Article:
Editor's note: The U.S. Senate is voting now to override President Obama's veto of a bill that would allow families of 9/11 victims to sue Saudi Arabia. If two-thirds of the House and Senate vote to override the president's veto, it would mark the first successful veto override in Obama's tenure. The House is expected to take up the vote between 2:45 p.m. ET and 3:15 p.m. ET, according to NBC News reporter Alex Moe. - Rebecca
Saudi Arabia (/ˌsɔːdiːəˈreɪbiə/, /ˌsaʊ-/), officially known as the Kingdom of Saudi Arabia (KSA), is an Arab state in Western Asia constituting the bulk of the Arabian Peninsula. With a land area of approximately 2,150,000 km2 (830,000 sq mi), Saudi Arabia is geographically the fifth-largest state in Asia and second-largest state in the Arab world after Algeria. Saudi Arabia is bordered by Jordan and Iraq to the north, Kuwait to the northeast, Qatar, Bahrain, and the United Arab Emirates to the east, Oman to the southeast, and Yemen to the south. It is separated from Israel and Egypt by the Gulf of Aqaba. It is the only nation with both a Red Sea coast and a Persian Gulf coast, and most of its terrain consists of arid inhospitable desert or barren landforms. The country has attracted criticism for its lack of democratic freedom the status of women in Saudi society as well as its usage of capital punishment.
The area of modern-day Saudi Arabia formerly consisted of four distinct regions: Hejaz, Najd, and parts of Eastern Arabia (Al-Ahsa) and Southern Arabia ('Asir). The Kingdom of Saudi Arabia was founded in 1932 by Ibn Saud. He united the four regions into a single state through a series of conquests beginning in 1902 with the capture of Riyadh, the ancestral home of his family, the House of Saud. Saudi Arabia has since been an absolute monarchy, effectively a hereditary dictatorship governed along Islamic lines. The ultra-conservative Wahhabism religious movement within Sunni Islam has been called "the predominant feature of Saudi culture", with its global spreading largely financed by the oil and gas trade. Saudi Arabia is sometimes called "the Land of the Two Holy Mosques" in reference to Al-Masjid al-Haram (in Mecca), and Al-Masjid an-Nabawi (in Medina), the two holiest places in Islam. The Kingdom has a total population of 28.7 million, of which 20 million are Saudi nationals and 8 million are foreigners.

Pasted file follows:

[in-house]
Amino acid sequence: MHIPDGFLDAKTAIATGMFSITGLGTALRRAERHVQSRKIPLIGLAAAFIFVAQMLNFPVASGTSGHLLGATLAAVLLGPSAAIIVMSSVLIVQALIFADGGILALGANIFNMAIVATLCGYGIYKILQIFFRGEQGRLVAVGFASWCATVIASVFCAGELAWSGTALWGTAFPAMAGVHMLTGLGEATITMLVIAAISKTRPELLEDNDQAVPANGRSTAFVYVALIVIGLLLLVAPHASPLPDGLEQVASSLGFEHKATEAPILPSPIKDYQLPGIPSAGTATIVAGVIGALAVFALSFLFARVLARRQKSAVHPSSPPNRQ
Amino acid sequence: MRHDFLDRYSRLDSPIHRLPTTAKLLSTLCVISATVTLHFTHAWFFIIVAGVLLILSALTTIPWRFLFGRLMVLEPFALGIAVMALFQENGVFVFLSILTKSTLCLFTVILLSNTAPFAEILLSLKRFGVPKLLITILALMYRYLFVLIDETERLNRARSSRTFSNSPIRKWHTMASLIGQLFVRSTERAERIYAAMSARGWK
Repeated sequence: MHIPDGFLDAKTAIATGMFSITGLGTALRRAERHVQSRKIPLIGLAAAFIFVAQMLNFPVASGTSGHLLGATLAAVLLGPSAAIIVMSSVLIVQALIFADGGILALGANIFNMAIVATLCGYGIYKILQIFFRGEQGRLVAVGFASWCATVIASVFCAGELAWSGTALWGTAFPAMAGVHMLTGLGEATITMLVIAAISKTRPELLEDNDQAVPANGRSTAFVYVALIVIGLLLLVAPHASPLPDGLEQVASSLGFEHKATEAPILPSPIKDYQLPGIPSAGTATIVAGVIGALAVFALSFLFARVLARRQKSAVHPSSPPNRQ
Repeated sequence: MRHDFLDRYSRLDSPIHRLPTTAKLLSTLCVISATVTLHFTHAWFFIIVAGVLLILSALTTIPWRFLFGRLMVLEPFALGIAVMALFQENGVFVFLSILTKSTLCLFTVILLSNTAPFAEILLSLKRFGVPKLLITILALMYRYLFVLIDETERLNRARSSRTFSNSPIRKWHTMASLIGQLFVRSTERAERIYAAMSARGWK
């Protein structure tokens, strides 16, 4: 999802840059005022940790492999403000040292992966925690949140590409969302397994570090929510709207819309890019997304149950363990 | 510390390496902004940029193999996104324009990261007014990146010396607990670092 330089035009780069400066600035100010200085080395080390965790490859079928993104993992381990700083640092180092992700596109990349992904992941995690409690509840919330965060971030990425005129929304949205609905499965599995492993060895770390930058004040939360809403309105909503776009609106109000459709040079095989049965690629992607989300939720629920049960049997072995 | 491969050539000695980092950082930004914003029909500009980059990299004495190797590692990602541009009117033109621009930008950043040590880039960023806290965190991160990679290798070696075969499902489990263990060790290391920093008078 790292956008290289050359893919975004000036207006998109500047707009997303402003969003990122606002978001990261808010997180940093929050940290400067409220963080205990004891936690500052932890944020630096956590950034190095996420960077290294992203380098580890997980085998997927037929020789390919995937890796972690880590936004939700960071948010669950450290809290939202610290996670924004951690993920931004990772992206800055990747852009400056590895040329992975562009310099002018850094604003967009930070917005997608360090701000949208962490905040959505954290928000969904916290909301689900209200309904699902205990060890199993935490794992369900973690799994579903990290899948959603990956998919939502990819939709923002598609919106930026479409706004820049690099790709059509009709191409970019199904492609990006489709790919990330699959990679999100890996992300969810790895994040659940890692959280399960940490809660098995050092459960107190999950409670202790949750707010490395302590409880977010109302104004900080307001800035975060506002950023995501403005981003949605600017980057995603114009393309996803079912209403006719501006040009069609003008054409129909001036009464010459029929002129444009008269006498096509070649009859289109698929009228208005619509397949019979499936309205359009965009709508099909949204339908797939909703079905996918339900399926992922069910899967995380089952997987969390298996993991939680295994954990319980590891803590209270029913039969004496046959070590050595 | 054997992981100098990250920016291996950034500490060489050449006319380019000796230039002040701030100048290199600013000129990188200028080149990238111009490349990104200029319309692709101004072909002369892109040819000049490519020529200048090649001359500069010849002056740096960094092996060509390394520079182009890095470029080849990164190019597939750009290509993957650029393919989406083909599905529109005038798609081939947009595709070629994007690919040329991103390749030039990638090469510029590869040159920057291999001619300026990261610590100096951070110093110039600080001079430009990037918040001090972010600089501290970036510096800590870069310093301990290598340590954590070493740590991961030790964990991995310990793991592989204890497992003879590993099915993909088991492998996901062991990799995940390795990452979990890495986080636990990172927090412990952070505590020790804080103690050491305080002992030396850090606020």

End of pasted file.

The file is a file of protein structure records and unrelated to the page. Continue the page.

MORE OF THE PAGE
Petroleum was discovered in 1938 and followed up by several other finds in the Shia-majority Eastern Province. Saudi Arabia has since become the world's largest oil producer and exporter, controlling the world's second largest oil reserves, and the sixth largest gas reserves. The kingdom is categorized as a World Bank high-income economy with a high Human Development Index, and is the only Arab country to be part of the G-20 major economies. However, the economy of Saudi Arabia is the least diversified in the Gulf Cooperation Council, lacking any significant service or production sector (apart from the extraction of resources). A monarchical autocracy, Saudi Arabia has the fourth highest military expenditure in the world, and in 2010–14, SIPRI found that Saudi Arabia was the world's second largest arms importer. Saudi Arabia is considered a regional and middle power. In addition to the GCC, it is an active member of the Organisation of Islamic Cooperation and OPEC.